Imagine Rain Man meets Humphrey Bogart and you’ve got the eccentric gumshoe character that Edward Norton plays in Motherless Brooklyn, a film he starred in as well as wrote, directed and produced and which has the prestigious Closing Night slot of the 2019 New York Film Festival. Norton adapted his film from Jonathan Letham’s 1999 novel of the same name, changing the book’s gritty 1999 New York setting to a painterly 1950’s New York setting – an impressively ambitious if dubious decision (on an indie budget).
Including Top Ten Broken-Marriage / Divorce Movies. So: Marriage Story, a stylish romantic comedy written and directed by Noah Baumbach with an all-star cast led by Scarlett Johansson and Adam Driver and featuring top-notch talent such as Laura Dern, Alan Alda and Wallace Shawn, opened as the centerpiece of the 2019 New York Film Festival. Helen Highly Loathes this movie. I think perhaps I wouldn’t loathe it so much if everyone else wasn’t loving and lauding it so much. Sigh. Something about the gushing acceptance of this film into the “canon” of broken-marriage and/or divorce-themed movies creates a feeling of outrage in me – a feeling much deeper than any inspired by the self-consciously sentimental moments in the film.
NYFF2019 Director and Selection Committee Chair Kent Jones said, “Cinema is the domain of freedom, and it’s an ongoing struggle to maintain that freedom. It’s getting harder and harder for anyone to make films of real ambition anywhere in this world. Each and every movie in this lineup, big or small, whether it’s made in Italy or Senegal or New York City, is the result of artists behind the camera fighting on multiple fronts to realize a vision and create something new in the world. That includes masters like Martin Scorsese and Pedro Almodóvar and younger filmmakers coming to the festival for the first time like Mati Diop and Angela Schanelec.” The 57th NYFF has announced its Main Slate lineup.
We have a special program to thank for two excellent indie films in the past two years – “Lucky Grandma,” by Asian-American filmmakers Sasie Sealy and Angela Cheng, and “Nigerian Prince,” by young, Nigerian-American filmmaker Faraday Okoro. Both films were winners of AT&T Presents: Untold Stories, which is an alliance between AT&T and the Tribeca Film Institute. Now in its third year, the program awards a $1 million cash prize, mentorship and distribution to under-represented filmmakers with a story to tell. Helen Highly Recommends both “Lucky Grandma” and “Nigerian Prince.” Helen also Highly Contemplates the benefits and drawbacks of corporate sponsorship in filmmaking and in Pride parades.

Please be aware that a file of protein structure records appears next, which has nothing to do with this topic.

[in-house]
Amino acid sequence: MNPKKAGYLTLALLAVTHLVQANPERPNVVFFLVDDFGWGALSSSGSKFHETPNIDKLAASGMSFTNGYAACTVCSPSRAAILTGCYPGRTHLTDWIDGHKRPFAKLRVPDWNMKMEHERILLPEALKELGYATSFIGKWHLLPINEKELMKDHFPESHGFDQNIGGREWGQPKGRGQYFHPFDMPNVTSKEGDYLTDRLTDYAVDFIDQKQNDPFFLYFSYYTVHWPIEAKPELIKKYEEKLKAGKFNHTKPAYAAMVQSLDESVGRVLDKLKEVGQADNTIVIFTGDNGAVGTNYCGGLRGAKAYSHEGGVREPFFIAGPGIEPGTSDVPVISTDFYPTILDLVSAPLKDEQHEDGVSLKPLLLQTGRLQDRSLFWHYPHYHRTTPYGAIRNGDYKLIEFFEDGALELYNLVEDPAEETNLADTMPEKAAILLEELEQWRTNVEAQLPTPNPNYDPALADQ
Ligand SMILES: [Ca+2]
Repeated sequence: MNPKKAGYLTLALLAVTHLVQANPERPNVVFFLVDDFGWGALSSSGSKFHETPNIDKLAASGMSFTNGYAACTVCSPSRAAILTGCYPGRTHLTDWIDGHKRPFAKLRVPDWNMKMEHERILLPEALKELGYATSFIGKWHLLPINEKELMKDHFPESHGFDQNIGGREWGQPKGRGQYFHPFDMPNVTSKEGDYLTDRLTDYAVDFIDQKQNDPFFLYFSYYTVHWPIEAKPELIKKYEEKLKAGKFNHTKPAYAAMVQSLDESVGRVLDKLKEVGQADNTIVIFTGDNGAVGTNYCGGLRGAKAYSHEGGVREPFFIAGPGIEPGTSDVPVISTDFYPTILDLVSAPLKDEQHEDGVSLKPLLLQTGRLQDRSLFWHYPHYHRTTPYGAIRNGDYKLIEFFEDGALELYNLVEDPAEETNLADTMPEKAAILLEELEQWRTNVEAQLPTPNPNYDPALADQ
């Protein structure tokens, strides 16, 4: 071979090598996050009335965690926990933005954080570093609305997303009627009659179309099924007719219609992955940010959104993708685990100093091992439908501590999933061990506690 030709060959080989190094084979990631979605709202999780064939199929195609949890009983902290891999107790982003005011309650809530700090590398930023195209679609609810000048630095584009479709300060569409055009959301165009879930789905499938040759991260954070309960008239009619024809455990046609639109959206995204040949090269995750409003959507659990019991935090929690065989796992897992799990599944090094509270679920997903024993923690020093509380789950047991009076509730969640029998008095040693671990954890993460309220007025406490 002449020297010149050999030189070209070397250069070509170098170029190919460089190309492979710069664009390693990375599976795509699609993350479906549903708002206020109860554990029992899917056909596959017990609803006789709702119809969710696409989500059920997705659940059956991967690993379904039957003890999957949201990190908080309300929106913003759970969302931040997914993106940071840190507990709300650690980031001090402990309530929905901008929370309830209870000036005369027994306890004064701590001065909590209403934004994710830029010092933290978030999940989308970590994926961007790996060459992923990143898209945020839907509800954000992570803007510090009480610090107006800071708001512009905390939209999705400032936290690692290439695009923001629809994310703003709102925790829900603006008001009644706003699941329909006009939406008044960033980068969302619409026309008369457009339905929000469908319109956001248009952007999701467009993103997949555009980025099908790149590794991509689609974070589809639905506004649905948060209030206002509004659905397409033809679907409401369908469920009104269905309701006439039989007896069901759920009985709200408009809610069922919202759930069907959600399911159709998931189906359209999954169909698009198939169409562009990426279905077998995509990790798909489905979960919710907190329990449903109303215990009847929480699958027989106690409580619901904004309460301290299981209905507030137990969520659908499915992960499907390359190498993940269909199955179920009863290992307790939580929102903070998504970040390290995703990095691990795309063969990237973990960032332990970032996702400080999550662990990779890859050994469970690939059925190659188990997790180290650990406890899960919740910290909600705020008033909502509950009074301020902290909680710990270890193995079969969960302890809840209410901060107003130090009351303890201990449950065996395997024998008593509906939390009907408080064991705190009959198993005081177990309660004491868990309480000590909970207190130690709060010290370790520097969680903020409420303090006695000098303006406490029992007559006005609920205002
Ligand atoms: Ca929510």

A common criticism often heard in reviewing documentaries is “it’s more of Dateline segment than a movie;” even good investigative journalism does not in itself make a movie. Sometimes “advocacy documentaries” can be forgiven their school-bookishness because the subject is so urgently relevant; their social or political importance overrides their artistic mediocrity. But how do you justify “The Spy Behind Home Plate,” written and directed by Aviva Kempner? This documentary, in theaters now, is more of an answer to a Jeopardy question than it is a movie. Or maybe it’s an entire Jeopardy episode – as chock full of rapid-fire bits of quirky trivia as it is.
It’s Gay Pride month, and we’re coming up to July 4th and Independence Day, so HelenHighly discusses three new documentaries whose hearts beat the drums of freedom, passion and change, and how in each film, art is the catalyst that brings those concepts to life. Helen Highly Recommends “A Night at Switch n’ Play,” “Blue Note Records: Beyond the Notes,” and “Woodstock: Three Days That Defined a Generation.”